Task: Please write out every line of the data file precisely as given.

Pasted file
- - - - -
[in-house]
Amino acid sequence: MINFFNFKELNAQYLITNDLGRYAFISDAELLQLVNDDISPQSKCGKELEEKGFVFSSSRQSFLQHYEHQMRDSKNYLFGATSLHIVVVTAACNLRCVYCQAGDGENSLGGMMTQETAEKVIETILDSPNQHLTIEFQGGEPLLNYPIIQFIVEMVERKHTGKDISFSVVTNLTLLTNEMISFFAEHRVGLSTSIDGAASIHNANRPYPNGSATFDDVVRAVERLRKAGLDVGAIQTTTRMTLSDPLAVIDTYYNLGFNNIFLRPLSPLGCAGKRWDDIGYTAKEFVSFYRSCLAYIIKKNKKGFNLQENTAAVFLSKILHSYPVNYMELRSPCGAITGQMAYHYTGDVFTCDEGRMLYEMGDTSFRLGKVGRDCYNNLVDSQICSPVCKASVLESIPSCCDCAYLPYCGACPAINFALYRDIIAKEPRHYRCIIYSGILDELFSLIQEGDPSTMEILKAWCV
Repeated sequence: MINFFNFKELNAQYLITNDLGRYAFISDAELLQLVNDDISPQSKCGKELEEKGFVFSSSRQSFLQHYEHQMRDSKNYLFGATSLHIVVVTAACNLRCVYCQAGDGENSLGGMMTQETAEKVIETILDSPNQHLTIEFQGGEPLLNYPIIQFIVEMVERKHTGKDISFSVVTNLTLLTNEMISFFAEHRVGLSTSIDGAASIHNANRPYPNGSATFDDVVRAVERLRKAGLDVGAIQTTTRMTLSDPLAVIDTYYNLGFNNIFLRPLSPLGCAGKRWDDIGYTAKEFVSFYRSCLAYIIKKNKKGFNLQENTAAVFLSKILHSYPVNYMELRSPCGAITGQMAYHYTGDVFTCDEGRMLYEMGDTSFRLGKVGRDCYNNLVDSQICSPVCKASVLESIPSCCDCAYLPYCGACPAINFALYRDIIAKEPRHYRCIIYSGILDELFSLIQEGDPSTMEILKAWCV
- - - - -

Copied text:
[in-house]
Amino acid sequence: MINFFNFKELNAQYLITNDLGRYAFISDAELLQLVNDDISPQSKCGKELEEKGFVFSSSRQSFLQHYEHQMRDSKNYLFGATSLHIVVVTAACNLRCVYCQAGDGENSLGGMMTQETAEKVIETILDSPNQHLTIEFQGGEPLLNYPIIQFIVEMVERKHTGKDISFSVVTNLTLLTNEMISFFAEHRVGLSTSIDGAASIHNANRPYPNGSATFDDVVRAVERLRKAGLDVGAIQTTTRMTLSDPLAVIDTYYNLGFNNIFLRPLSPLGCAGKRWDDIGYTAKEFVSFYRSCLAYIIKKNKKGFNLQENTAAVFLSKILHSYPVNYMELRSPCGAITGQMAYHYTGDVFTCDEGRMLYEMGDTSFRLGKVGRDCYNNLVDSQICSPVCKASVLESIPSCCDCAYLPYCGACPAINFALYRDIIAKEPRHYRCIIYSGILDELFSLIQEGDPSTMEILKAWCV
Repeated sequence: MINFFNFKELNAQYLITNDLGRYAFISDAELLQLVNDDISPQSKCGKELEEKGFVFSSSRQSFLQHYEHQMRDSKNYLFGATSLHIVVVTAACNLRCVYCQAGDGENSLGGMMTQETAEKVIETILDSPNQHLTIEFQGGEPLLNYPIIQFIVEMVERKHTGKDISFSVVTNLTLLTNEMISFFAEHRVGLSTSIDGAASIHNANRPYPNGSATFDDVVRAVERLRKAGLDVGAIQTTTRMTLSDPLAVIDTYYNLGFNNIFLRPLSPLGCAGKRWDDIGYTAKEFVSFYRSCLAYIIKKNKKGFNLQENTAAVFLSKILHSYPVNYMELRSPCGAITGQMAYHYTGDVFTCDEGRMLYEMGDTSFRLGKVGRDCYNNLVDSQICSPVCKASVLESIPSCCDCAYLPYCGACPAINFALYRDIIAKEPRHYRCIIYSGILDELFSLIQEGDPSTMEILKAWCV